Forty million Americans still live without easy access to fresh and healthy food options.
But not if the Healthy Food Financing Initiative (HFFI), which provides financial assistance and technical assistance to food access projects, has anything to say about it.
Set into motion by the Agricultural Act of 2014, the HFFI is a public-private partnership headed by Reinvestment Fund on behalf of USDA (United States Department of Agriculture).
“While the national HFFI grants program is new, healthy food financing programs have been supported by the federal government since 2011, and Reinvestment Fund has been working in this space since 2004, when we launched the Pennsylvania Fresh Food Financing Initiative,” said Molly Hartman, program director of HFFI.
During the past 34 years, Reinvestment Fund has made an impact in communities across the nation with $2.2 billion dollars in investments. The Philadelphia-based organization cares about giving communities quality options to thrive and develop. Being a federally certified community development financial institution (CDFI) describes their commitment to community, said Kavita Vijayan, Reinvestment Fund’s director of strategic communications. “We have a mission to provide capital to projects that bring opportunity and benefit underserved people and places.”
“We’re in it for the long-term, so we try and make sure that we are there to support these projects and projects we think are going to make a difference.” Vijayan added.
While working both locally and nationally, the mission-driven financial institution touches a range of community concerns. Projects from providing affordable, quality housing to education cater to the community needs without straining community resources. The HFFI is an excellent example.
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Inside each HFFI project, the community’s involvement and reflections on the issue is sought out. That information allows HFFI to target the right resources.
“[Grant] applicants sought financial assistance, as well as what we call technical assistance, such as support for a market report or a feasibility study that would help a business or organization shape their food retail project,” Hartman explained. “Applicants also sought funding for a variety of predevelopment and development costs, like design, equipment like refrigeration or vehicles, construction, and stocking inventory. We also saw a lot of interest in funding for projects to build community ownership in mission-driven grocery models — like cooperatives and community engagement efforts in the early stages of projects.”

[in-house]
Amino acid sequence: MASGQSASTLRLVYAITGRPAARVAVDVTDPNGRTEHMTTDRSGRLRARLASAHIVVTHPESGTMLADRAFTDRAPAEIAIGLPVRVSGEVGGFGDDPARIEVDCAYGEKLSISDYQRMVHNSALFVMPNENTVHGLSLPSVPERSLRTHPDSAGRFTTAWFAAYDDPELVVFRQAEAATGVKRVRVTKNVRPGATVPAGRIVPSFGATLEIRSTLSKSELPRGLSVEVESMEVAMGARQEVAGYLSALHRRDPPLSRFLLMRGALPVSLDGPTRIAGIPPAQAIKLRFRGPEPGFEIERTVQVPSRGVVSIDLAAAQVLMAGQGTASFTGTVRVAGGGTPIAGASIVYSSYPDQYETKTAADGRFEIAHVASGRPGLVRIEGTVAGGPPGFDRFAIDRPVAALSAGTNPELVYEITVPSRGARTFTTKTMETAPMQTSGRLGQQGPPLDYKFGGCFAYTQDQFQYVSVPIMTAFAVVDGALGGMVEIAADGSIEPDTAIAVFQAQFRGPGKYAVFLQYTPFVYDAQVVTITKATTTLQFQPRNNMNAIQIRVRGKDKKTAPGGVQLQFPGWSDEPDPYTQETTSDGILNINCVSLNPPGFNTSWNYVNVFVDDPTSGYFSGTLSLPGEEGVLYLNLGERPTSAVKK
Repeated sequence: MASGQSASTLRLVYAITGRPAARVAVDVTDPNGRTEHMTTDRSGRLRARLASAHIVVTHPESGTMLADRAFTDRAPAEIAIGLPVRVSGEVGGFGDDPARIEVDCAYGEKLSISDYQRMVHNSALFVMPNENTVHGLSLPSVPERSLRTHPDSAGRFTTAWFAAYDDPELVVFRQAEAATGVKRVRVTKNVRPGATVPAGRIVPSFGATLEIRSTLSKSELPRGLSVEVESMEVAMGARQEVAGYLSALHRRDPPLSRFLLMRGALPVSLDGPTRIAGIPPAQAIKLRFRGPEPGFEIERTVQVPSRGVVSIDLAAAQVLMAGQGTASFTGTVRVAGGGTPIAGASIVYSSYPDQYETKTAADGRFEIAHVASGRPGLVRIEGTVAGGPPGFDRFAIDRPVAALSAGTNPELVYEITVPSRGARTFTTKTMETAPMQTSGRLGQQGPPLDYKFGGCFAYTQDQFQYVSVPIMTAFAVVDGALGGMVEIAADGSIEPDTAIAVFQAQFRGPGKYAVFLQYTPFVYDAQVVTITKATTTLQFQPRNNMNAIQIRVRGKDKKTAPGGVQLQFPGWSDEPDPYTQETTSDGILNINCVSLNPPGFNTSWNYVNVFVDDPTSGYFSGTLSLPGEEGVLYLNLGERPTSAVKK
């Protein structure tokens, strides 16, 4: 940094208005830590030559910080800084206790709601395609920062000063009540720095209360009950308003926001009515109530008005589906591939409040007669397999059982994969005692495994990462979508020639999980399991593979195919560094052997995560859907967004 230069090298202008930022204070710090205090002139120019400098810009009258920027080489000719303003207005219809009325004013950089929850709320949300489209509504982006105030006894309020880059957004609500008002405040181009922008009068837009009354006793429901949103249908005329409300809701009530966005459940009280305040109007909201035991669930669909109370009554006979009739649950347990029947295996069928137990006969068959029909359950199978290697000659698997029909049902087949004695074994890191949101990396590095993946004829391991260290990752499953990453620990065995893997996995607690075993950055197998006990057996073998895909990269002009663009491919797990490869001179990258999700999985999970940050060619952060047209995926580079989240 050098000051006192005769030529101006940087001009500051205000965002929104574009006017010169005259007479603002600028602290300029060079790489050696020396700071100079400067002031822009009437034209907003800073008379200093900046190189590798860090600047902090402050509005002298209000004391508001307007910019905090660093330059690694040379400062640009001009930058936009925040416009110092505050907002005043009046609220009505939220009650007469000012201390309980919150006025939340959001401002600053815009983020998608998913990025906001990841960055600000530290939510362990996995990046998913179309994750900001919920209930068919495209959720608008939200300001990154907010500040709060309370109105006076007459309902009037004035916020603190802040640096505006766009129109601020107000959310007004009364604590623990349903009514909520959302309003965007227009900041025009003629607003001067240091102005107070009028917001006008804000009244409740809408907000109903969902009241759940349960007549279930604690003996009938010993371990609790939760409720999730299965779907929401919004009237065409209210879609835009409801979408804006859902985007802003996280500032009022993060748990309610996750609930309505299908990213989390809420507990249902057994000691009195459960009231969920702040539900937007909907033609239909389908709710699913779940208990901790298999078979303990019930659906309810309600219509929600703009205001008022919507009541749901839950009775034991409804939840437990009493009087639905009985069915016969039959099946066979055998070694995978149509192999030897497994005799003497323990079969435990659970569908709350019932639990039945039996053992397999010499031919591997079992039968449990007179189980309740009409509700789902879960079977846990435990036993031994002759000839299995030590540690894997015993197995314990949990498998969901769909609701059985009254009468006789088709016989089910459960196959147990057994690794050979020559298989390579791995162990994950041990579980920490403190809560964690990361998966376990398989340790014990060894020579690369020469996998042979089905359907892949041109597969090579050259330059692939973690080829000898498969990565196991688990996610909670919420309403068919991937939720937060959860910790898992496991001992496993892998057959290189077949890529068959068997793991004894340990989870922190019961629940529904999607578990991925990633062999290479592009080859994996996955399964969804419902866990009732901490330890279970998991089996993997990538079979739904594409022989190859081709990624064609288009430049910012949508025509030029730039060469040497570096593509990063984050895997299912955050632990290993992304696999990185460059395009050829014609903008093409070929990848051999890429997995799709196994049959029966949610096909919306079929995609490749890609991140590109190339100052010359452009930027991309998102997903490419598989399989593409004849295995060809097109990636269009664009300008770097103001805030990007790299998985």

Since the initiative is national, HFFI provides assistance for both urban and rural areas. Understandably, the infrastructure between urban and rural settings differ, and so do their solutions to problems.
“The context for why there are food access gaps is really different between rural Alaska and the west side of Chicago, but HFFI is a very flexible tool.” Hartman said.
For smaller communities, food access projects, such as grocery stores, become community anchors, and as resources create more value and strength in how the community operates. Reinvestment Fund looks to sustain resources that create easy and equitable access to healthy food.
“In our experience, people want to buy healthy food as long as it’s convenient and affordable for them,” Hartman said. “And that is where our focus has been…. on making sure communities can access what they need to make healthy choices. We like seeing food projects that have strong community partnerships, including with healthcare, and those that support increased purchasing power like prescription programs and nutrition incentives.”
“These types of partnerships,” she added, “support sustainability for local food retailers because they contribute to wealth-building in the communities where stores are located, as well as responsiveness on the part of the store to what customers are looking to buy.”
Reinvestment Fund is setting an example with HFFI. “We’re very happy to be at the helm of this new national initiative and to bring some of our experience working in Philadelphia and in the region to the national conversation,” Hartman said.
“At the same time, we can’t be everywhere at once,” she said. “The success of this program relies on partnerships with organizations working on food access across the country, and we’re always looking to connect with more.”-30-
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